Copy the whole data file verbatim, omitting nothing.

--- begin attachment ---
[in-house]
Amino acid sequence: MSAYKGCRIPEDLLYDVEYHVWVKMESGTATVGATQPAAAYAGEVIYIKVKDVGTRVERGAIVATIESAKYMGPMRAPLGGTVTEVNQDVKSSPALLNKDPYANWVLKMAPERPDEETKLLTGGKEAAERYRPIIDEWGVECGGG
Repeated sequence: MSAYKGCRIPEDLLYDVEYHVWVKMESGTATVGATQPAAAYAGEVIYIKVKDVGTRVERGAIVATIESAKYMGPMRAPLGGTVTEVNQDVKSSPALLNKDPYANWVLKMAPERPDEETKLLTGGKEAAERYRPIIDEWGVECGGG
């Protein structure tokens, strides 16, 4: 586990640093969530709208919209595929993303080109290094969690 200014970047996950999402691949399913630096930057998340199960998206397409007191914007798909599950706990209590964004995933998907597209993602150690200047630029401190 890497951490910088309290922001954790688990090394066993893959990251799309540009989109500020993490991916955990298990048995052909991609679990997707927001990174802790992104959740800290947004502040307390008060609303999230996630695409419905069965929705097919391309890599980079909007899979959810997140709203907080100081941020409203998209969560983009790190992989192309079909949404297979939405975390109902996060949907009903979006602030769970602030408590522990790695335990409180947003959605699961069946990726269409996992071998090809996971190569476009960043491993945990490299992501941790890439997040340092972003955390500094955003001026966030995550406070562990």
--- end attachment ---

[in-house]
Amino acid sequence: MSAYKGCRIPEDLLYDVEYHVWVKMESGTATVGATQPAAAYAGEVIYIKVKDVGTRVERGAIVATIESAKYMGPMRAPLGGTVTEVNQDVKSSPALLNKDPYANWVLKMAPERPDEETKLLTGGKEAAERYRPIIDEWGVECGGG
Repeated sequence: MSAYKGCRIPEDLLYDVEYHVWVKMESGTATVGATQPAAAYAGEVIYIKVKDVGTRVERGAIVATIESAKYMGPMRAPLGGTVTEVNQDVKSSPALLNKDPYANWVLKMAPERPDEETKLLTGGKEAAERYRPIIDEWGVECGGG
């Protein structure tokens, strides 16, 4: 586990640093969530709208919209595929993303080109290094969690 200014970047996950999402691949399913630096930057998340199960998206397409007191914007798909599950706990209590964004995933998907597209993602150690200047630029401190 890497951490910088309290922001954790688990090394066993893959990251799309540009989109500020993490991916955990298990048995052909991609679990997707927001990174802790992104959740800290947004502040307390008060609303999230996630695409419905069965929705097919391309890599980079909007899979959810997140709203907080100081941020409203998209969560983009790190992989192309079909949404297979939405975390109902996060949907009903979006602030769970602030408590522990790695335990409180947003959605699961069946990726269409996992071998090809996971190569476009960043491993945990490299992501941790890439997040340092972003955390500094955003001026966030995550406070562990």